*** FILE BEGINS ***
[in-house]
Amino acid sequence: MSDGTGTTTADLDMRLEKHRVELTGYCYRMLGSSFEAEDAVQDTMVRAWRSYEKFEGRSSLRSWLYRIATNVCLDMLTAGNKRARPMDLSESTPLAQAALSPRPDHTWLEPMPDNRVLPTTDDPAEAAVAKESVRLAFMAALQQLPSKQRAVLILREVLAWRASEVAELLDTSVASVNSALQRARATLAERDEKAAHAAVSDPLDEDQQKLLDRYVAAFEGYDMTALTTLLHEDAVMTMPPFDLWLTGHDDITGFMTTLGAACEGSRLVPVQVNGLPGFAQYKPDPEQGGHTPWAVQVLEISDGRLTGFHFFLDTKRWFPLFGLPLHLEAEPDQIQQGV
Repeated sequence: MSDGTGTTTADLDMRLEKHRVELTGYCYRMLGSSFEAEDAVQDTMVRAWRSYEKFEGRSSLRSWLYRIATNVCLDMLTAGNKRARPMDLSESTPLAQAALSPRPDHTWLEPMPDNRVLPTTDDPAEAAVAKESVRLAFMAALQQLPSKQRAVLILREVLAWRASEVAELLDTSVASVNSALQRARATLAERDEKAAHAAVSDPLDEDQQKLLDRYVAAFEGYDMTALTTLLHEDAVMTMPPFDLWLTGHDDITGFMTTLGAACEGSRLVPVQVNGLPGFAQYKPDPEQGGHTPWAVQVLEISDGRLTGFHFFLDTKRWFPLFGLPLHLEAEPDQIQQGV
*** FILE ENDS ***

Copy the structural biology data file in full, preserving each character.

[in-house]
Amino acid sequence: MSDGTGTTTADLDMRLEKHRVELTGYCYRMLGSSFEAEDAVQDTMVRAWRSYEKFEGRSSLRSWLYRIATNVCLDMLTAGNKRARPMDLSESTPLAQAALSPRPDHTWLEPMPDNRVLPTTDDPAEAAVAKESVRLAFMAALQQLPSKQRAVLILREVLAWRASEVAELLDTSVASVNSALQRARATLAERDEKAAHAAVSDPLDEDQQKLLDRYVAAFEGYDMTALTTLLHEDAVMTMPPFDLWLTGHDDITGFMTTLGAACEGSRLVPVQVNGLPGFAQYKPDPEQGGHTPWAVQVLEISDGRLTGFHFFLDTKRWFPLFGLPLHLEAEPDQIQQGV
Repeated sequence: MSDGTGTTTADLDMRLEKHRVELTGYCYRMLGSSFEAEDAVQDTMVRAWRSYEKFEGRSSLRSWLYRIATNVCLDMLTAGNKRARPMDLSESTPLAQAALSPRPDHTWLEPMPDNRVLPTTDDPAEAAVAKESVRLAFMAALQQLPSKQRAVLILREVLAWRASEVAELLDTSVASVNSALQRARATLAERDEKAAHAAVSDPLDEDQQKLLDRYVAAFEGYDMTALTTLLHEDAVMTMPPFDLWLTGHDDITGFMTTLGAACEGSRLVPVQVNGLPGFAQYKPDPEQGGHTPWAVQVLEISDGRLTGFHFFLDTKRWFPLFGLPLHLEAEPDQIQQGV